At first, we thought it was a mother and a cub, but it turned out that there were actually two cubs with their mother, who seemingly just wanted a bit of peace and quiet but had to keep rounding up her boisterous cubs.
We watched them for a while and I recorded some video.
They’re quite a way away, but at least the bear quotient was rising. Jason pointed out that visible on the other side of the bus was an arctic hare.
It’s a shame it didn’t move to give us a better look, but it was just resting in the shade – why would a sensible hare move under those circumstances?
The mother and cubs disappeared and Joe took the bus along a road which we hoped would take us a bit nearer. I’m not sure he succeeded in that; but all of a sudden we saw yet another bear, quite a bit closer than the previous encounters.
The experts on the bus eventually came to the conclusion that this was a lone male, and he, like the others, was basically just mooching about.
I got some video of him, as well.
So by the time we got back to the hotel we were a much happier band of bear seekers. We were late for our appointed dinner slot, but since we were basically the only tour in town, I don’t think we inconvenienced people too much. Had this been later in the season, with multiple tour groups going through the town, we would have had to have limited our time watching the bears, which would have been a shame.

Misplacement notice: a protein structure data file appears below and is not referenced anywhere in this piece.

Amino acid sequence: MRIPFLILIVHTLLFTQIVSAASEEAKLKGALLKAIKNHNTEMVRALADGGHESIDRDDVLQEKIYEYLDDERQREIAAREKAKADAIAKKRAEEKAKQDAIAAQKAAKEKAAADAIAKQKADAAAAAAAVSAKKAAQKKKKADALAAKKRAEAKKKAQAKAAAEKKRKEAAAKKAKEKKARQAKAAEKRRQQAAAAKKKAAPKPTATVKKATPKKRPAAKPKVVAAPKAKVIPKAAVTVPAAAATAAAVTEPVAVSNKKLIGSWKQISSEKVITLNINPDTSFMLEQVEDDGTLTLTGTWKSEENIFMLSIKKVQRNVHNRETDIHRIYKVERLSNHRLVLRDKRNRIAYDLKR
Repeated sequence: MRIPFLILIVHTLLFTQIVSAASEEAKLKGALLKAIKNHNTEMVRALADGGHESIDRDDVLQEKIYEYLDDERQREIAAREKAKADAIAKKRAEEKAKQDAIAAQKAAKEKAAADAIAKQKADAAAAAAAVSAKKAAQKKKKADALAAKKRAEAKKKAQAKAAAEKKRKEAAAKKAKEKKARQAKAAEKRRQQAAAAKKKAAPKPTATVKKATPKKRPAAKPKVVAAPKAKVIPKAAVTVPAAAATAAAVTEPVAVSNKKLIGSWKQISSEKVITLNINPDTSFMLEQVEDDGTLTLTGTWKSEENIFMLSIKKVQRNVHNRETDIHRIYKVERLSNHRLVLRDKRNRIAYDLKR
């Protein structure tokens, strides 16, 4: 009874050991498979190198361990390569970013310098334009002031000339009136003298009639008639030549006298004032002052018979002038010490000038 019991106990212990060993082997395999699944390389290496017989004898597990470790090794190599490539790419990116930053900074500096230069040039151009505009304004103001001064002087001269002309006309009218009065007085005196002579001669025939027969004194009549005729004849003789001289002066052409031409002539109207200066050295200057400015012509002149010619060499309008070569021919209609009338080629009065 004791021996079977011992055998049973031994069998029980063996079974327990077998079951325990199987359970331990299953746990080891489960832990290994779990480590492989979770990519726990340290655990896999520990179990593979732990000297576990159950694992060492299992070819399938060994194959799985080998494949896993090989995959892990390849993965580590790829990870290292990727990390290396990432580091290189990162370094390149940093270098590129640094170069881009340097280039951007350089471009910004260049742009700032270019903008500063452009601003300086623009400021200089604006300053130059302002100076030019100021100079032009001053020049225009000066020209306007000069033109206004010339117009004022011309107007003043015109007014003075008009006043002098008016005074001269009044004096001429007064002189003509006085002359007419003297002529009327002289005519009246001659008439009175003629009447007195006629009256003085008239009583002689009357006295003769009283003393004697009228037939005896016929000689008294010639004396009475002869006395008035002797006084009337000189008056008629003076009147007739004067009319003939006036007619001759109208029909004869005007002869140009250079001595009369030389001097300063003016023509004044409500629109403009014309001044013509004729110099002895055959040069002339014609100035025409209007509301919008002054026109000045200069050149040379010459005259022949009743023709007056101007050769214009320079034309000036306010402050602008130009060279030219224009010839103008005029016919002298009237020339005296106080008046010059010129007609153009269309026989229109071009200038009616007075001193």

After dinner, Jane went to a reportedly enjoyable presentation at the Parks Office (which, you’ll know because you’ve been paying attention, is housed in the Railway Station)
whilst I toiled away sorting through the vast number of substantially identical photos of bears in various places and combinations to decide what to include in this entry. I hope you’ve enjoyed seeing and reading about the fruits of my labours and the group’s success in achieving the main objective of our visit to Churchill.
Our time here is almost over. We have greatly enjoyed it, despite the initial disappointment of yesterday’s fruitless quest. Things here are workmanlike rather than luxurious, but the hotel was comfortable, the food was good, hearty and well served, and the people we’ve met have been delightful. There’s a real sense of community here, which has been a pleasure to see in action.
There are a couple of excursions organised for tomorrow before we leave Churchill to get back on our eastward journey and I will, of course write about them here. Please keep in touch with these pages to see our final activities in this engaging place.